This seminar examines the history of nuclear science, technology, and politics since World War II. The invention of atomic weapons transformed the international security landscape in the middle of the last century, yet most nuclear arms have never been deployed in conflict. This course encourages students to consider the roles of ideas, knowledge, culture, and secrecy in the development and deployment of technologies often considered as quintessentially material. It asks how nuclear science and technology both reflected and informed social landscapes, intersecting in crucial, often surprising ways with issues of gender, race, and class. What kinds of people in which places have had access to atomic knowledge, and to what ends? Who has benefitted, who has not? How have assumptions of social order or civilizational hierarchy alternately promoted and hindered the spread of nuclear know-how, technology, and ideas? Ranging across national contexts and through social layers that intersect with nuclear industries, we will consider the perspectives of victims / survivors, scientists, workers, environmentalists, miners, diplomats, and other people. We will examine how the tragedies of the Nuclear Age—including mass loss of human life, destructive uranium extraction, radioactive fallout, and industrial disasters—have been enacted and addressed, and we will situate these stories alongside discussion of proven or potential applications of nuclear knowledge and technologies for medicine, civilian power generation, international security, and even climate science. Students will encounter a multifaceted approach to the Nuclear Age, including how its promise and peril have been represented and contested, into the present time.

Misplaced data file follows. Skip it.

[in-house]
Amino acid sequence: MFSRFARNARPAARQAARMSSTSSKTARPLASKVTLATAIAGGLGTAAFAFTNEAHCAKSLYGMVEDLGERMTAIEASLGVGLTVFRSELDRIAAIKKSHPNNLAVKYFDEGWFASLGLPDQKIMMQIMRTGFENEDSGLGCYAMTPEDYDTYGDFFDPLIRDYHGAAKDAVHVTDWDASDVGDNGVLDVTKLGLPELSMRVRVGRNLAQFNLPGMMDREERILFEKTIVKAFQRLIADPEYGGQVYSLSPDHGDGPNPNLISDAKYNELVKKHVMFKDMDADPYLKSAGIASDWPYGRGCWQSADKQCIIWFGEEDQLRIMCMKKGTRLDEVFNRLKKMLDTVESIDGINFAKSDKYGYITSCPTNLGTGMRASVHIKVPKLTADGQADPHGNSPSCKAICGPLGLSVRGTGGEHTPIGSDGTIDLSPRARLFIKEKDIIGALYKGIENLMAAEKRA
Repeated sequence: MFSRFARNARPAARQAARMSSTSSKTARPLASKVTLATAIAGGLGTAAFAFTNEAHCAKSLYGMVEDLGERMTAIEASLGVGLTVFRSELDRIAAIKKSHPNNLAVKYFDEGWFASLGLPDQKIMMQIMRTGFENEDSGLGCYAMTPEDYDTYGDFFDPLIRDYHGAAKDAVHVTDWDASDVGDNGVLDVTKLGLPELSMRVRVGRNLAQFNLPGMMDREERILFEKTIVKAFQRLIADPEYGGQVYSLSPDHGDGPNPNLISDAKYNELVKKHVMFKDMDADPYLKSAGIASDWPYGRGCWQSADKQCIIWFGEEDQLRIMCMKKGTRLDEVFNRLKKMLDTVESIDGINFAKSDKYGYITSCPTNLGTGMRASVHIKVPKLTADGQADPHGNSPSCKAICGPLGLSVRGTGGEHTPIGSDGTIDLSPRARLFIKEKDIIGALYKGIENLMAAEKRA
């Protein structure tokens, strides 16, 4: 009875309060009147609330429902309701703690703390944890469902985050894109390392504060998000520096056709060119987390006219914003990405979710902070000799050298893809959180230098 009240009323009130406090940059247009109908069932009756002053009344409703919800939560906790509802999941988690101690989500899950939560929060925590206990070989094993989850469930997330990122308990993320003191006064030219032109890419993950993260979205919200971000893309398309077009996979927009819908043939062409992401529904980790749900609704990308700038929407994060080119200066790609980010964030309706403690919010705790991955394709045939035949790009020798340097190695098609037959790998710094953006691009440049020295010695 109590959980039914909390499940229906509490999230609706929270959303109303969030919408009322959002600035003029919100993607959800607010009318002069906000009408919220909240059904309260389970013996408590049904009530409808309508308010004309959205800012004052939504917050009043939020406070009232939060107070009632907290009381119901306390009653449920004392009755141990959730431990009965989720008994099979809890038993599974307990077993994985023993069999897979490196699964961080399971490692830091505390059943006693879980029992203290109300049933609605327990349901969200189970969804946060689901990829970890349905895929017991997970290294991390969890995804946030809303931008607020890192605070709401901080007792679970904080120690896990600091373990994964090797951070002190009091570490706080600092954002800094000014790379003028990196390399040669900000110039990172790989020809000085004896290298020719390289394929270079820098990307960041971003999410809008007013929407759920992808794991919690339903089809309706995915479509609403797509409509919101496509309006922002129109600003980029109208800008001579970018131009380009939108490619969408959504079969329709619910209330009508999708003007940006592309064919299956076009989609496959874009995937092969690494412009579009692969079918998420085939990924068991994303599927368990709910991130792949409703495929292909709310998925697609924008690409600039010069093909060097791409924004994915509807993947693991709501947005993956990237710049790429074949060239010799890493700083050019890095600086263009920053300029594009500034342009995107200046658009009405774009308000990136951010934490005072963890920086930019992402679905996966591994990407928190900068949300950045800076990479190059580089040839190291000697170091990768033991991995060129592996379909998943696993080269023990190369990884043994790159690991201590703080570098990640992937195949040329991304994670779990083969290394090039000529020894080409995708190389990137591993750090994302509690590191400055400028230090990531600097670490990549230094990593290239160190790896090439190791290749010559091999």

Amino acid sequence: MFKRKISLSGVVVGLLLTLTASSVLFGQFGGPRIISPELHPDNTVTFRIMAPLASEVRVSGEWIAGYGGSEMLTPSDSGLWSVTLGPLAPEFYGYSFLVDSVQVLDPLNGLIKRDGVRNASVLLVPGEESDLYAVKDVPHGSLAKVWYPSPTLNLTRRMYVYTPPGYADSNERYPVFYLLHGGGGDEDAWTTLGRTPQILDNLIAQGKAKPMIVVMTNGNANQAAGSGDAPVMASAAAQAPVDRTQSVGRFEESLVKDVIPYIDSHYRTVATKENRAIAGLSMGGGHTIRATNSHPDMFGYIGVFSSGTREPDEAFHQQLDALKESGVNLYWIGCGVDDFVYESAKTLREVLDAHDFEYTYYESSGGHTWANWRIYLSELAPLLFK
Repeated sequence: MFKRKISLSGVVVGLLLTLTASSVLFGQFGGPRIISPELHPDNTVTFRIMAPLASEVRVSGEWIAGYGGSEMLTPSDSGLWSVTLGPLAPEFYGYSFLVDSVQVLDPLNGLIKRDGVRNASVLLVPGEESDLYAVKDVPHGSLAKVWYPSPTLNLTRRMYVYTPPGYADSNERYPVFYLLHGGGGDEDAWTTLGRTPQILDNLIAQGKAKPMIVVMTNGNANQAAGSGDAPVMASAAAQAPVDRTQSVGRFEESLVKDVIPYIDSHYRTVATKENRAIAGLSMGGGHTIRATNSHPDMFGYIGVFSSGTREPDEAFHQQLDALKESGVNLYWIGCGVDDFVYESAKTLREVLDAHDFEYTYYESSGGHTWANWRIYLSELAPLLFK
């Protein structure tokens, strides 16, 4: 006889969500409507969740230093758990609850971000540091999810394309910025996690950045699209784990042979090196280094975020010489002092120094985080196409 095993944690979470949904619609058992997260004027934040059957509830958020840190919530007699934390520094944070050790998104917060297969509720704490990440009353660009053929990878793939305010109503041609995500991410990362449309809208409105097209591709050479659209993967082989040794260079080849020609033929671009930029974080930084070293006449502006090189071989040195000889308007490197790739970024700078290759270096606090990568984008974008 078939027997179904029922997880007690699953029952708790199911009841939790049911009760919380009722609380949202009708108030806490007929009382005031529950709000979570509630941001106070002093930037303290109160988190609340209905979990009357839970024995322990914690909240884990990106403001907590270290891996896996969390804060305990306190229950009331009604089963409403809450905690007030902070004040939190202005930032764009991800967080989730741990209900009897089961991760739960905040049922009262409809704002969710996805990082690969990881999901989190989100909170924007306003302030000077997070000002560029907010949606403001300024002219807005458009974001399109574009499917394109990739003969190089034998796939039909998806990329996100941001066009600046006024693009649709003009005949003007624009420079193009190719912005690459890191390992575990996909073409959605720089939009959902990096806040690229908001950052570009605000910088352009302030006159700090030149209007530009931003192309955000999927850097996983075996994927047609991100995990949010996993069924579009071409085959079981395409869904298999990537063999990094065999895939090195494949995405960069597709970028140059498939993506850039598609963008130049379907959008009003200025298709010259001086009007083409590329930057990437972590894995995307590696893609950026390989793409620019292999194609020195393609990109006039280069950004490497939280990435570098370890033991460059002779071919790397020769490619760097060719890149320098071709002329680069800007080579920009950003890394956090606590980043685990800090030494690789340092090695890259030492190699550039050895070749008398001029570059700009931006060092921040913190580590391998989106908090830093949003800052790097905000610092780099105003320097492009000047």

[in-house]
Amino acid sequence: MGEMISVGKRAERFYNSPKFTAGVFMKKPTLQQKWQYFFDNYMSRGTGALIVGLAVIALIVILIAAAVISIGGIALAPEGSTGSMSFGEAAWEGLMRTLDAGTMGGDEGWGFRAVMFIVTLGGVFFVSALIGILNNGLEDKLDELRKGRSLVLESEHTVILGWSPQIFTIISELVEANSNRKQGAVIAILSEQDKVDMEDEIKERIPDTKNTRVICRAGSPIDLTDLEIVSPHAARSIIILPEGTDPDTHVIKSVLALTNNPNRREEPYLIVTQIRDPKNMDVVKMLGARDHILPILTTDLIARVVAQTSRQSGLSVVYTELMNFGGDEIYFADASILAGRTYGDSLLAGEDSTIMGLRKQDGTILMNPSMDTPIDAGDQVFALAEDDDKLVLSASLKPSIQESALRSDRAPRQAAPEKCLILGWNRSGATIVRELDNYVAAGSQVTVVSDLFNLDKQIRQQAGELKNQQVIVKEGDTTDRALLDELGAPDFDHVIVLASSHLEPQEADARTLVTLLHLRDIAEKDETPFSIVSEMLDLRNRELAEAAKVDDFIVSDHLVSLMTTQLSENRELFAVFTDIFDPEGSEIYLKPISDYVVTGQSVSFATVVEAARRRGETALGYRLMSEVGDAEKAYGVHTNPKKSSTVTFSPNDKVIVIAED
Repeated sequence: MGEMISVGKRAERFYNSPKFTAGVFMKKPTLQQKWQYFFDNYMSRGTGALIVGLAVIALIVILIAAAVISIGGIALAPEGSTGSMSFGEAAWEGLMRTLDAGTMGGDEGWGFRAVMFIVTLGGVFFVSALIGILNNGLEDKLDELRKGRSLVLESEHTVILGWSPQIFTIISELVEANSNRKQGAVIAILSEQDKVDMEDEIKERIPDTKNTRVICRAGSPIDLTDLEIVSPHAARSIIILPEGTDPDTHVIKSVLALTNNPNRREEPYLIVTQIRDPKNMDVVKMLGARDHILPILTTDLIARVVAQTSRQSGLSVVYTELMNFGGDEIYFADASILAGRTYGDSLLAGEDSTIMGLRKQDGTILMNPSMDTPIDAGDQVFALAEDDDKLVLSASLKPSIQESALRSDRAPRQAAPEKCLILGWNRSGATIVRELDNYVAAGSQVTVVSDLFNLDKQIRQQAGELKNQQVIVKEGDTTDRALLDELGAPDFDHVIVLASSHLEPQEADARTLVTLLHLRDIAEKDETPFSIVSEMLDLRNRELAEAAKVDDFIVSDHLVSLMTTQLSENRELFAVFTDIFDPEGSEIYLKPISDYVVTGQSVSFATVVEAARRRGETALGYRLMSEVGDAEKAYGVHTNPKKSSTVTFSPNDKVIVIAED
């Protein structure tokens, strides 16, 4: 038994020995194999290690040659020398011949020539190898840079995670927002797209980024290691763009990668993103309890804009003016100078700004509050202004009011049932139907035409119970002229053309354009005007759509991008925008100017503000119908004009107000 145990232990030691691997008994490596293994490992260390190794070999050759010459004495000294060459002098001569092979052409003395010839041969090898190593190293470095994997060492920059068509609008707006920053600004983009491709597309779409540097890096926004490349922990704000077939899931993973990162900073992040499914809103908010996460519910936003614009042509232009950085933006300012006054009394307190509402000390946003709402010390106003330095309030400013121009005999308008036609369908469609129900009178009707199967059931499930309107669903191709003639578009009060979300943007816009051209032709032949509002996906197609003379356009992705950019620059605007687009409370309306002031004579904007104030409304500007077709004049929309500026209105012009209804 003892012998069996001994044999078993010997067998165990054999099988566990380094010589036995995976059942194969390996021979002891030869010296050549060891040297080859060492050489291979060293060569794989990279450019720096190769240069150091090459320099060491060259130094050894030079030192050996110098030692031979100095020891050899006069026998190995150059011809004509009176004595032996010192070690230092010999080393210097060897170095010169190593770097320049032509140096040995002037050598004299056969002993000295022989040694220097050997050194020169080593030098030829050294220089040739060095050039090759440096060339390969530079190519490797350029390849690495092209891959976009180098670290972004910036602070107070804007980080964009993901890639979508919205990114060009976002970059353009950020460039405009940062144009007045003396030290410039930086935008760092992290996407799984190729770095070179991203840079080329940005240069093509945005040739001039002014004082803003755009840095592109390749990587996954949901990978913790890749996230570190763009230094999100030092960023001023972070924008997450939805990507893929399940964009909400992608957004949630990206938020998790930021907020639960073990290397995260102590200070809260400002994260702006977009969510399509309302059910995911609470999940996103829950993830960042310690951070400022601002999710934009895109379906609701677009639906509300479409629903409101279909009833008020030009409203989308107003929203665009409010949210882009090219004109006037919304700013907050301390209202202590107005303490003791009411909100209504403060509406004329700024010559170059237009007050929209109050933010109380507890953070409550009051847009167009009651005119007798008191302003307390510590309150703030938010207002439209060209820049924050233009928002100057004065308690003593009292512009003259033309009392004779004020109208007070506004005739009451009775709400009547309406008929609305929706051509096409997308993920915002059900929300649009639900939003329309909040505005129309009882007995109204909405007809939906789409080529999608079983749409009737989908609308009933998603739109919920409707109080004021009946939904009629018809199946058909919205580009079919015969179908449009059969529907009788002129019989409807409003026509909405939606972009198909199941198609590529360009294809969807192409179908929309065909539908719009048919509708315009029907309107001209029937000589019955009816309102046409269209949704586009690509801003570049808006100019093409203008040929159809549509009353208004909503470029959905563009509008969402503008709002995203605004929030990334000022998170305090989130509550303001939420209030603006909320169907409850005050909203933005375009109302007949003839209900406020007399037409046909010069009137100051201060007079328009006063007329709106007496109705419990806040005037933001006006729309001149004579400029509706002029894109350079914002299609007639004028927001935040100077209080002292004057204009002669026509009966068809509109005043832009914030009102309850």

We Other Victorians

  • Course Level: Graduate
  • Department: Comparative Literature, English, History, History, Philosophy, and Social Studies of Science and Medicine, Law, Letters, and Society
  • Year: 2022-23
  • Term: Autumn
  • T 3:30-6:20